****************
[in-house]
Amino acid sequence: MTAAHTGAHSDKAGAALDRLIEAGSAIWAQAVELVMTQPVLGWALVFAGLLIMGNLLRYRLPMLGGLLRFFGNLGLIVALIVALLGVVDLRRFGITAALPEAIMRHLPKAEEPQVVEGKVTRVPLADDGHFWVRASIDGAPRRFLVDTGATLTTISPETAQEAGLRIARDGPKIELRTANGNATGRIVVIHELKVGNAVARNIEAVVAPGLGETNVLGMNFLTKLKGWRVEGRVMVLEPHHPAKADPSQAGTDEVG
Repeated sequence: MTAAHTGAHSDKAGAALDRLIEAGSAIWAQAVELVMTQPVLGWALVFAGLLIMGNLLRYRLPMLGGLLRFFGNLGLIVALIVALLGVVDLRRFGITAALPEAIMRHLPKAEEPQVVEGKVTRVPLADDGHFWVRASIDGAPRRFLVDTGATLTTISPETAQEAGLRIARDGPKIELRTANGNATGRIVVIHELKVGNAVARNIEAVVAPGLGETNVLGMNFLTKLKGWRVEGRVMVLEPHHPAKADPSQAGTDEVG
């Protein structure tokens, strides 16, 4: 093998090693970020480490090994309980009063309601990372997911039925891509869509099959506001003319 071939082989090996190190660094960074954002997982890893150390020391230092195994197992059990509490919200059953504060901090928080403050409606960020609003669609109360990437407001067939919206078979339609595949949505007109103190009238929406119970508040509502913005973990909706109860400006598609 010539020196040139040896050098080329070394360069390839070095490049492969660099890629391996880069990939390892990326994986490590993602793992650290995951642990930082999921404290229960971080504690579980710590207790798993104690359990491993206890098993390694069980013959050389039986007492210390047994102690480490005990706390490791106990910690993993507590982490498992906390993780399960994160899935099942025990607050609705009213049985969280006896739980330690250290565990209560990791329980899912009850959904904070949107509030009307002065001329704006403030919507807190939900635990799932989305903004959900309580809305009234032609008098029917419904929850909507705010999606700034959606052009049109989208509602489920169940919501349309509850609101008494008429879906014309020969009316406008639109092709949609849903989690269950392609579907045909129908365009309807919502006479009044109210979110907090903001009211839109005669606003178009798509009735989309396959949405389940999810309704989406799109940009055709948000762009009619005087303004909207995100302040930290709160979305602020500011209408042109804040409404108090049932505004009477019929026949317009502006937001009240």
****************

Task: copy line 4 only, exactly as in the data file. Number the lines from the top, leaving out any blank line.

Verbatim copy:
């Protein structure tokens, strides 16, 4: 093998090693970020480490090994309980009063309601990372997911039925891509869509099959506001003319 071939082989090996190190660094960074954002997982890893150390020391230092195994197992059990509490919200059953504060901090928080403050409606960020609003669609109360990437407001067939919206078979339609595949949505007109103190009238929406119970508040509502913005973990909706109860400006598609 010539020196040139040896050098080329070394360069390839070095490049492969660099890629391996880069990939390892990326994986490590993602793992650290995951642990930082999921404290229960971080504690579980710590207790798993104690359990491993206890098993390694069980013959050389039986007492210390047994102690480490005990706390490791106990910690993993507590982490498992906390993780399960994160899935099942025990607050609705009213049985969280006896739980330690250290565990209560990791329980899912009850959904904070949107509030009307002065001329704006403030919507807190939900635990799932989305903004959900309580809305009234032609008098029917419904929850909507705010999606700034959606052009049109989208509602489920169940919501349309509850609101008494008429879906014309020969009316406008639109092709949609849903989690269950392609579907045909129908365009309807919502006479009044109210979110907090903001009211839109005669606003178009798509009735989309396959949405389940999810309704989406799109940009055709948000762009009619005087303004909207995100302040930290709160979305602020500011209408042109804040409404108090049932505004009477019929026949317009502006937001009240």